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What a Space Vacation Deal
by Staffs Writers for Launchspace
Bethesda, MD (SPX) Jul 02, 2019


Three weeks ago, NASA announced a new program to entice more commercial activities on the US side of the International Space Station (ISS). Starting in 2020, the station will be open to vacationers and others at a per-night-rate of $35,000.

While this is the first time the American side of the ISS has been promoted as a high-flying hotel, there have been five tourists who have visited the Russian side of the station, starting with Dennis Tito in 2001. He spent eight days in the ISS.

The hotel room was part of a complete travel package negotiated with the Russians. The total cost was $20,000,000 including round-trip accommodations on a Soyuz spacecraft. Dennis probably thought this was an expensive trip, but he could afford it.

As it turns out, he had a great deal on the hotel accommodations and the transportation. Today, Dennis would have to pay $245,000 per week for an "American room" and probably close to $60,000,000 for the round-trip transport to and from the station.

NASA has specified certain limitations on private sector station visitors. The agency will allow only two short private astronaut missions per year, with a limit on each visit of 30 days. Such visitors must also use US transportation providers such as SpaceX and Boeing. Each private visitor will have to meet medical and training requirements for spaceflight, as imposed by private commercial entities that will manage such adventures.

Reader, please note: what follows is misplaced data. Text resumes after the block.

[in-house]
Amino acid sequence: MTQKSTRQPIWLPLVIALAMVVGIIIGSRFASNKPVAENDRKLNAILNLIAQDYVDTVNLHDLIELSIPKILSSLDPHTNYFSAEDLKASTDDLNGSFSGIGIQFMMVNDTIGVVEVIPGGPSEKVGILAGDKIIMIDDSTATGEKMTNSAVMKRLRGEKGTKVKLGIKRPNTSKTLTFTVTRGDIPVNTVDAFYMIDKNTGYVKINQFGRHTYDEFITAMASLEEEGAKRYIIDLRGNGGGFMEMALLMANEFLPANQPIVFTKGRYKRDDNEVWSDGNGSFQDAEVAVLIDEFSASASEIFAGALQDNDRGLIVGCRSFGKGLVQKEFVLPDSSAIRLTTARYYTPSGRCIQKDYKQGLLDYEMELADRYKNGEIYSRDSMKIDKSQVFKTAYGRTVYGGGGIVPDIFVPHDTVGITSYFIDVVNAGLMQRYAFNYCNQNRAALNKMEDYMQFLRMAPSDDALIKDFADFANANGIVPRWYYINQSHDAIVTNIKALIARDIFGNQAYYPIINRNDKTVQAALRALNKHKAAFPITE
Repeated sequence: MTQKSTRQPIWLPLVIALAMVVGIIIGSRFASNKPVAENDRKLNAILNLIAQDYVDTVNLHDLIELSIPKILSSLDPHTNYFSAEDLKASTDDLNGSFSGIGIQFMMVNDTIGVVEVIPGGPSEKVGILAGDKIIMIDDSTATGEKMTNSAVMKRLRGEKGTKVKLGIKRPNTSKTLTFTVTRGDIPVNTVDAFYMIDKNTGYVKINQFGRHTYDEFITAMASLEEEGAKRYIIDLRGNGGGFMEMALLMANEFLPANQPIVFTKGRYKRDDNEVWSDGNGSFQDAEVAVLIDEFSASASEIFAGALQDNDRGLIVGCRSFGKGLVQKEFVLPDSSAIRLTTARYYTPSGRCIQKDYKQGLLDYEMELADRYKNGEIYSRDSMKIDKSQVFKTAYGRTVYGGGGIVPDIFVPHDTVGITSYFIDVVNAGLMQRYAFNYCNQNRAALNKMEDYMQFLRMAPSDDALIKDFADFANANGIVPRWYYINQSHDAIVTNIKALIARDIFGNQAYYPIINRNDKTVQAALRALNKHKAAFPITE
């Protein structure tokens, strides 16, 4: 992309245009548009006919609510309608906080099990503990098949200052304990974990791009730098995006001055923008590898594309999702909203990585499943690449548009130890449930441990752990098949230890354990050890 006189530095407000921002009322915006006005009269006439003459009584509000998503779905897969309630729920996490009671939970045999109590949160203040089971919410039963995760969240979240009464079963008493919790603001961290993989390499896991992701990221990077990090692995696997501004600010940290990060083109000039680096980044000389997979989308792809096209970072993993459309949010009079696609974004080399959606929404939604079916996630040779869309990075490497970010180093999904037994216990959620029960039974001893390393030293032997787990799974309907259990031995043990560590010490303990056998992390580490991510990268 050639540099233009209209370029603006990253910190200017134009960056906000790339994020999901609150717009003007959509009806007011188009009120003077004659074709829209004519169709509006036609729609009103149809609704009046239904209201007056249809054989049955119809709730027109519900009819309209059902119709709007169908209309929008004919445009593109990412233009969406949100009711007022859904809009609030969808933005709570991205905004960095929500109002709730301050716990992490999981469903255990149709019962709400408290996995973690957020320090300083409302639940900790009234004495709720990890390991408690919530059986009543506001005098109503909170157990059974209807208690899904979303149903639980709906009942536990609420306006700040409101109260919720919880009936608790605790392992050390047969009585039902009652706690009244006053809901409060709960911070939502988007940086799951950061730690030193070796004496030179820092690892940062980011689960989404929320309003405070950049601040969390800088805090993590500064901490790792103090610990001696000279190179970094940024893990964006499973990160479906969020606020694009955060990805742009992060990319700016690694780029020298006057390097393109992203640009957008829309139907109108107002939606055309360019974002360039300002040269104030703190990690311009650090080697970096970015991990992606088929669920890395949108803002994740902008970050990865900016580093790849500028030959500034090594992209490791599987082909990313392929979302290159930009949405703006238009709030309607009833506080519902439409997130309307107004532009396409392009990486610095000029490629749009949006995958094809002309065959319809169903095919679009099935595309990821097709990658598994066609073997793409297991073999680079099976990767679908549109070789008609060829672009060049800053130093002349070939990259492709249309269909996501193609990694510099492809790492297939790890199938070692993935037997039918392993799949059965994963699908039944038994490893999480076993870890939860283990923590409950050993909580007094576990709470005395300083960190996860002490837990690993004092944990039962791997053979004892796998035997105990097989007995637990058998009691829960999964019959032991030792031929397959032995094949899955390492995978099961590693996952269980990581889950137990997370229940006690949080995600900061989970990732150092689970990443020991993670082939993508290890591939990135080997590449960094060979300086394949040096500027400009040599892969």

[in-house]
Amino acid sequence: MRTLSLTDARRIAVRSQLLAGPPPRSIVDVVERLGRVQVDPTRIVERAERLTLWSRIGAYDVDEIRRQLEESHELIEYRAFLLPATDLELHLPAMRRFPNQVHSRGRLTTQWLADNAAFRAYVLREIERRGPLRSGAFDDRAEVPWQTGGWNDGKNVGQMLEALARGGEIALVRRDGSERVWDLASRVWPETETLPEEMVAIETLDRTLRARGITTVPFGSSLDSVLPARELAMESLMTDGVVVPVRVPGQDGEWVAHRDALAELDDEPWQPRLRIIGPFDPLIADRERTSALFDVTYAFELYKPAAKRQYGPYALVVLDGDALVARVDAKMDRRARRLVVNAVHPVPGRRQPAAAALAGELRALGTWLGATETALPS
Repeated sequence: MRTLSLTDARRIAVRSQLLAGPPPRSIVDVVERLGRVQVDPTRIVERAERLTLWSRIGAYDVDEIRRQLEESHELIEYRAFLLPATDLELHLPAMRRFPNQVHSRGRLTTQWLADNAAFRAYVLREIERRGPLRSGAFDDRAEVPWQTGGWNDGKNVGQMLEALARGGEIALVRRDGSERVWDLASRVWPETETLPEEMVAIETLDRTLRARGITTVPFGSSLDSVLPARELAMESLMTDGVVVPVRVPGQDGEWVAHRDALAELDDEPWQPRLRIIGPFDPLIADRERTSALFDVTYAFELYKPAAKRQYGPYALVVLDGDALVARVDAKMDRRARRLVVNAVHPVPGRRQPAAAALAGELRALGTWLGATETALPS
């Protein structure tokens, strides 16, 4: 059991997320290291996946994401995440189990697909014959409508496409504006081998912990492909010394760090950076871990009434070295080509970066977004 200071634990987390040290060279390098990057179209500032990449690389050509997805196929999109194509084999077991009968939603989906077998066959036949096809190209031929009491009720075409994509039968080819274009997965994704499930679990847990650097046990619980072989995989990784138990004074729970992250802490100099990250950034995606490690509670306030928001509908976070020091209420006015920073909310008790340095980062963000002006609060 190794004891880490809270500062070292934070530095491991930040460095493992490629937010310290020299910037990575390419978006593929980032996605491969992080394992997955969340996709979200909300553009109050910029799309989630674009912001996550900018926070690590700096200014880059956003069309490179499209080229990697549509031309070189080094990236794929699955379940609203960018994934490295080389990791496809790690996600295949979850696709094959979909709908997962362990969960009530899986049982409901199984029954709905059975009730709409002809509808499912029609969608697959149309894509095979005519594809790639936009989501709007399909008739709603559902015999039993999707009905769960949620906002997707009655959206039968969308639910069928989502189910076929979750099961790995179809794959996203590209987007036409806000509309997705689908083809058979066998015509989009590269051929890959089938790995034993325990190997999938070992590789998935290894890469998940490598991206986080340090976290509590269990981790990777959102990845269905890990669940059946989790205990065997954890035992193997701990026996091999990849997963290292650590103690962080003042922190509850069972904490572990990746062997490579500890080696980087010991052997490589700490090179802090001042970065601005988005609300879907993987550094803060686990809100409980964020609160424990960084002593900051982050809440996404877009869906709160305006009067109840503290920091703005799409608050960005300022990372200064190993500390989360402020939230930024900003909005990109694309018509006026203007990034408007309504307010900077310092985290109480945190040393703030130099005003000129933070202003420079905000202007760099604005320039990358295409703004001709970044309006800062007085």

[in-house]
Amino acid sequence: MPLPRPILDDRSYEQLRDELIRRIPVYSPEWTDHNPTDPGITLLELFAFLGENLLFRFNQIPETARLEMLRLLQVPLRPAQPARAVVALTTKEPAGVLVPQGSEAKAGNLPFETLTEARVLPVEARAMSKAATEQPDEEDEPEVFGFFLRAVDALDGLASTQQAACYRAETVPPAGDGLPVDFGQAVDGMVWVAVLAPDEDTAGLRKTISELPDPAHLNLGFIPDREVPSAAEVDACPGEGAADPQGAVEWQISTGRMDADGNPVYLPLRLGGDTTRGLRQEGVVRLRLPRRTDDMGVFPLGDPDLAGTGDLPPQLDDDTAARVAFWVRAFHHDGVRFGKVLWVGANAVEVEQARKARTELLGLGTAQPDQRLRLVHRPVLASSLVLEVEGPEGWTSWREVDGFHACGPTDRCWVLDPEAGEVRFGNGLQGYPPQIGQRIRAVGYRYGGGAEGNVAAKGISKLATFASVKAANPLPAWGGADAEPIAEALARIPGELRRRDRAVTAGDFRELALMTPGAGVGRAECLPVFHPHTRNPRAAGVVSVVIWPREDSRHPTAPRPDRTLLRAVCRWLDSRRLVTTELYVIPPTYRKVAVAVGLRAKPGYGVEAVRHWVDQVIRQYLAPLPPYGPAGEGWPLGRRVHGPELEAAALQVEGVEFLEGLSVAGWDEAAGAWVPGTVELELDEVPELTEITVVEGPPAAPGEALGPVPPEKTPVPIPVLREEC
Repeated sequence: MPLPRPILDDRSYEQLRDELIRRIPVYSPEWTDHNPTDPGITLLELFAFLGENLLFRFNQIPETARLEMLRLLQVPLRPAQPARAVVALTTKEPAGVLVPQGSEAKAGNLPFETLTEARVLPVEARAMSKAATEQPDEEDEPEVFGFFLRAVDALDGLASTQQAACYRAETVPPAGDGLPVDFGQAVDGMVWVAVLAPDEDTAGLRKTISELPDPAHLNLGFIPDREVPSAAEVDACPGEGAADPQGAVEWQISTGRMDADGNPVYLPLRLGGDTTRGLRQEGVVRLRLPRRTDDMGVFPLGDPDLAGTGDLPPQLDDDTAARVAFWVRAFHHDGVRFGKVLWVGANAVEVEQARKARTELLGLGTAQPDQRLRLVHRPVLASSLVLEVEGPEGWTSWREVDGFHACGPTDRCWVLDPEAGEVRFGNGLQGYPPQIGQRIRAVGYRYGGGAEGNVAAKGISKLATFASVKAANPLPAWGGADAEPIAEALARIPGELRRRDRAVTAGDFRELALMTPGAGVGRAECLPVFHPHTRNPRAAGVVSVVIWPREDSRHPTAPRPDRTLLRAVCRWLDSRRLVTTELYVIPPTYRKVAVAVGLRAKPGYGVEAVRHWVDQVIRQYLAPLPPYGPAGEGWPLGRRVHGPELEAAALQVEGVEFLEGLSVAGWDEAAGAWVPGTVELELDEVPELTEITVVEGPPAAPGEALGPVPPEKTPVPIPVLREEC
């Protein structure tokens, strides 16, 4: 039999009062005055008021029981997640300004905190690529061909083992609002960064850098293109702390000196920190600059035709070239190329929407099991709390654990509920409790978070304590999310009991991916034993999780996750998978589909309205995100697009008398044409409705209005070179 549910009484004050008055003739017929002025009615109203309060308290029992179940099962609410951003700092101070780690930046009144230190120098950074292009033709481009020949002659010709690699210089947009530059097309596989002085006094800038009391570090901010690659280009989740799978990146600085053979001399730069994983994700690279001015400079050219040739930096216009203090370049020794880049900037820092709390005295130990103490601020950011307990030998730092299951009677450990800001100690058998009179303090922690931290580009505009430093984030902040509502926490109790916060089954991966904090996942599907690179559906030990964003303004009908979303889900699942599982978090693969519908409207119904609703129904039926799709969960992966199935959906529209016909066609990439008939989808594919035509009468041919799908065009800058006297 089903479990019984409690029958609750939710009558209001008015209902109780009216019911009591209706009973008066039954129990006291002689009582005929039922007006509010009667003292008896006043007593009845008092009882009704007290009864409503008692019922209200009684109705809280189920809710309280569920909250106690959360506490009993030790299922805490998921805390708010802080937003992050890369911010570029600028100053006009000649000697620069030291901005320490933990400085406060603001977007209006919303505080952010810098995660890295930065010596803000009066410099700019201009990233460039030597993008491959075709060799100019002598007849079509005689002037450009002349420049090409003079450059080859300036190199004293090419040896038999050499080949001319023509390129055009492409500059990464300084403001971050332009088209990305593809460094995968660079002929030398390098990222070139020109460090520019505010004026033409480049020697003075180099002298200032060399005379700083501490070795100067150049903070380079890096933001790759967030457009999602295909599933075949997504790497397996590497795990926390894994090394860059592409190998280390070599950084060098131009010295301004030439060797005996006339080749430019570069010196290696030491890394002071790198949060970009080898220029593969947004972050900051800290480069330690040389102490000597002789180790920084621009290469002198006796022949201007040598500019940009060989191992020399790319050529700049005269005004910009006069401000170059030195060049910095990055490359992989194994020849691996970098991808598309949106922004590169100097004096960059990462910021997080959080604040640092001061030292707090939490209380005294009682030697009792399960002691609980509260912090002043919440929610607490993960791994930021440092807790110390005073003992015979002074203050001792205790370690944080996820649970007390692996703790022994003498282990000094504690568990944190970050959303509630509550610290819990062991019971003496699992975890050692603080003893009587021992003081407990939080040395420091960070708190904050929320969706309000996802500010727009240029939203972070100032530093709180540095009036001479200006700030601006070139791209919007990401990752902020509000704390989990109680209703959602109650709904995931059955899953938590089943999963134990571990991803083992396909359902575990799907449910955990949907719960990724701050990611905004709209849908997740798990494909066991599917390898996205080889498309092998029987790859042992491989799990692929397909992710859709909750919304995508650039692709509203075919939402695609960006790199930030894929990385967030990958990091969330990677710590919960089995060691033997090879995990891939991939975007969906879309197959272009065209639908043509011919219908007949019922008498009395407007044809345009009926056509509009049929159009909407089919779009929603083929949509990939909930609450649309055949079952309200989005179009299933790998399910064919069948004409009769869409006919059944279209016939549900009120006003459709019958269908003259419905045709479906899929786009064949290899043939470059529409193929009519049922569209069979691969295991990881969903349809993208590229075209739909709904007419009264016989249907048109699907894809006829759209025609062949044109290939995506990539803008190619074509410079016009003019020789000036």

In prior years NASA has banned any commercial use of the space station and prohibited astronauts from taking part in for-profit research. At the same time, the station co-owner, Russia, has taken a more relaxed approach to commerce. In fact, the prior five tourists were all accommodated by Russia and were flown to the ISS on Soyuz spacecraft.

This is all motivated by Presidential pressure to move ISS activities toward eventual complete privatization. President Trump published a budget last year which calls for the station to be defunded by the government by 2025. The obvious implication is that the station will be de-orbited if not supported through commercial activities by that time.

Related Links
Space Tourism, Space Transport and Space Exploration News

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With lions, elephants, Airbnb goes all-in on adventure tours
San Francisco (AFP) June 14, 2019
A new category of adventure travel - from tracking lions in Kenya to walking with elephants in Thailand - is now on the menu at Airbnb as the home-sharing startup expands its offerings. The new "Airbnb Adventures" unveiled Thursday will aim for unique experiences for users of its smartphone app travel service. Some of those being offered allow customers to ride camels across the Moroccan desert, kayak and bike the Mekong River valley in Vietnam or explore cowboy life in the American West. ... read more

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